It’s beginning to look a lot like Christmas! Along with toys in every store, many of our churches will also be outfitted with Christmas decorations and symbols. We probably don’t think much about the reasons behind each piece, but those symbols can point us to our Savior.
Many of the symbols we see today have origins in secular or even pagan traditions. Communities have been celebrating the changing of the seasons—fall to winter—for centuries. As Christians began to form their own traditions, we took some of the practices and symbols people were already using and saw how they reminded us of truth from Scripture. This happened with many celebrations and is evident in our Christmas decorations and symbols.
Instead of looking at the origins of these traditions, which are often shaky at best, let’s look at how these Christmas motifs point us to Christ. In doing so, we may have opportunities to share the truth with our neighbors, friends, and families this season.
If your neighborhood is anything like mine, the lights go up in mid-November. Eaves are lit with white icicles or red, green, blue, and yellow dots. We shine lights onto wreaths on our doors. We string lights on our mantels and on our trees. We light fires in fireplaces and bask in their light and warmth. In church, we light candles during the Advent season. Many churches end Christmas Eve services with candlelight as well. The Christmas season is characterized by light.
How appropriate is it that when we celebrate the coming of the Light of the World (John 8:12), we do so with literal lights? One of my favorite passages to return to during the Christmas season is one you may hear a lot in the coming weeks—Isaiah 9. Verse 2 says, “The people walking in darkness have seen a great light; a light has dawned on those living in the land of darkness.” Isaiah was not referring to a physical darkness but a spiritual one. We know what that’s like. We’ve all experienced darkness—emotionally, spiritually, mentally—we live there, here in this broken world.
In the Northern Hemisphere, we celebrate Christmas during the literal darkest month of the year. Even though the verse in Isaiah is talking about a different kind of darkness, the symbol of light in the physical darkness is one that can remind us of Jesus, of the great Light that has dawned on those of us living here in the darkness.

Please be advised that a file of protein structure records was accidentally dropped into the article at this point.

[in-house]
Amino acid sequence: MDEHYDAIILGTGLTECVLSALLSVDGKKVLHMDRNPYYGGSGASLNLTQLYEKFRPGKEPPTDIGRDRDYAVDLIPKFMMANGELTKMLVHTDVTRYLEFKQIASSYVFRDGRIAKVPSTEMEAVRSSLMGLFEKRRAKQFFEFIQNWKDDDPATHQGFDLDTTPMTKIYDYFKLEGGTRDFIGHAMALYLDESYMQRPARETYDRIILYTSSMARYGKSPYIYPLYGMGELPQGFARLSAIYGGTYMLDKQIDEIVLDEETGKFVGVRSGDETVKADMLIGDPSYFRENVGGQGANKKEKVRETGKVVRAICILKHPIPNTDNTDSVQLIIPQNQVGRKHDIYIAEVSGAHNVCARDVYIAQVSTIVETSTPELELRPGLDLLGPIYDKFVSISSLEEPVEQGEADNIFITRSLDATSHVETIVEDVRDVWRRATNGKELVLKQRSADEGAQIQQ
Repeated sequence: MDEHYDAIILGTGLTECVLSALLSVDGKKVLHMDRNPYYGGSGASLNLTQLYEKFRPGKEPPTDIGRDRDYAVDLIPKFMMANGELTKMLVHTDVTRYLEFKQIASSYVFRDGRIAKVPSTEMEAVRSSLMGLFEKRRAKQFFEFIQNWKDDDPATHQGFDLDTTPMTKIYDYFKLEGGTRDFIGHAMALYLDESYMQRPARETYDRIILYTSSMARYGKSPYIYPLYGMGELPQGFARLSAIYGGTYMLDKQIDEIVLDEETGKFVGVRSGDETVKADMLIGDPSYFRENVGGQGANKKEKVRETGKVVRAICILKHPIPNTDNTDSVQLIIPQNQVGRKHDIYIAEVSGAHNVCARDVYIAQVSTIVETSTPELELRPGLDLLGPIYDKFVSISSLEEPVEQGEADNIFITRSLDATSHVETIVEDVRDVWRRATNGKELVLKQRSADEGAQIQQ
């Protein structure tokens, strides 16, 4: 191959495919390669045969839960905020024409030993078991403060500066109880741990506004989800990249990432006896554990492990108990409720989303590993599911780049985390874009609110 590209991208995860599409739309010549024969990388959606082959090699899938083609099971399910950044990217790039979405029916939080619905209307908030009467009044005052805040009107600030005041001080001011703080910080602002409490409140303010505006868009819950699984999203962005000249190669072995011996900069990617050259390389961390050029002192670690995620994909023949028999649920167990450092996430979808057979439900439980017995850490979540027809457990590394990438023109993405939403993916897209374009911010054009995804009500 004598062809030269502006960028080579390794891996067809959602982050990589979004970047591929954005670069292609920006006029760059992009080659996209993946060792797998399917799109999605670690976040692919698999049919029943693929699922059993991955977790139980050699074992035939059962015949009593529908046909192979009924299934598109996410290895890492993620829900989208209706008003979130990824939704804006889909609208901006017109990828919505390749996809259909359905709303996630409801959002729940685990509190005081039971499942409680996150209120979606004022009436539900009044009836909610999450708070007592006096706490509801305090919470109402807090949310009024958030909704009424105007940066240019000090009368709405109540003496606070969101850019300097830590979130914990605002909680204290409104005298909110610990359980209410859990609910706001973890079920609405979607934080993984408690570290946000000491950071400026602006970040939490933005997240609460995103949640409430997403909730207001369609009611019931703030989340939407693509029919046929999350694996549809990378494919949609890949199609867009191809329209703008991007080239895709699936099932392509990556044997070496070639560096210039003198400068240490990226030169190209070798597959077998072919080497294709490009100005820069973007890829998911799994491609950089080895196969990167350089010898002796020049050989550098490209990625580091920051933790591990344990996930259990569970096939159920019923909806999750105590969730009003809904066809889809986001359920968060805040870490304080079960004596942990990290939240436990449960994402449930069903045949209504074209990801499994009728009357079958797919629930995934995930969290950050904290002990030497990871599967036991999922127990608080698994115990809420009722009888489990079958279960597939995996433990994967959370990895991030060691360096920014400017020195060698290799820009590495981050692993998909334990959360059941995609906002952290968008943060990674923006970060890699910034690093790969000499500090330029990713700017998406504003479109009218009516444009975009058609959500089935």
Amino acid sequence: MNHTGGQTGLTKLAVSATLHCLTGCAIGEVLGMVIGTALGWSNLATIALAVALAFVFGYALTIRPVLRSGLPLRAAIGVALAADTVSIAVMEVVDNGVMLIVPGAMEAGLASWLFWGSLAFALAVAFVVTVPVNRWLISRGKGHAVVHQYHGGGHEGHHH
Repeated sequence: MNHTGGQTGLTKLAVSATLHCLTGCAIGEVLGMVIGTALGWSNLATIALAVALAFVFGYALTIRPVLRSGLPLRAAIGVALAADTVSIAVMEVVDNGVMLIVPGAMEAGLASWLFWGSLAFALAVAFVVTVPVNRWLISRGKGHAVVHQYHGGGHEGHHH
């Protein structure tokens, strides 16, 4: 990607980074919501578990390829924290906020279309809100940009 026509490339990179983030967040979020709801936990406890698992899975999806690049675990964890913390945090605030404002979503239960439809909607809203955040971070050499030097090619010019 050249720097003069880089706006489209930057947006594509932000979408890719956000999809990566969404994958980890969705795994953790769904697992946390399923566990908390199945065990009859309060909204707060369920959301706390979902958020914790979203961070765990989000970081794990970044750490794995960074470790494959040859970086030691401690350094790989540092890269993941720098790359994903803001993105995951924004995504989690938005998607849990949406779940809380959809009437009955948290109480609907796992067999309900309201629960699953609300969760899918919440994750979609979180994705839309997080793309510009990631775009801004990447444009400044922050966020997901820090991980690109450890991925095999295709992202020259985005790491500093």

We decorate trees and string up boughs of greenery during Christmas as well. The aroma of fir trees will always make me think of Christmas. We use evergreen trees and plants that bloom in the winter months. We do this for practical reasons—in the Northern Hemisphere, most of our plants are leafless and gray and brown during the Christmas season. The origin of the Christmas tree in particular is highly debated. But evergreens in general have often been said to represent eternal life with Christ for believers.
As we look at the trees that remain green in seasons of gray and brown, we can remember life with Christ and look forward to spending eternity with Him.
A lot of our Christmas carols point to Christmas bells. In churches with bell towers, you can hear the bells announcing Christmas morning. We ring Christmas bells to announce the birth of Christ—much like the angels in Luke 2:10-14.
Bells have been used for centuries in churches to get the word out to the entire community. Located in a tower, they could be heard far and wide. They were used to call the community together—for celebration, for mourning, for prayer, for both sacred and secular reasons. At Christmas, the bells ring to celebrate Jesus’s birth, to communicate to all around the “good news of great joy” that a Savior is born!
While many of our traditions, decorations, and symbols for the Christmas season originated outside of the church, we use them to point toward the truth of Scripture. We point to the Light of the World who came to dwell among us, who died and rose again to save us, and who has gone to prepare a place for us with Him forever. That is the good news of Christmas. Ring the bells!
Elizabeth reads, writes, and argues about the nuances of punctuation. Officially, she’s an Editorial Project Leader at Lifeway. She managed to find a job where she uses both her English undergraduate and her seminary graduate degrees every day. Elizabeth grew up in Nashville, sips chai lattes every chance she can get, and believes everyone should have a “funny picture” pose at the ready. Follow her on Twitter or Instagram.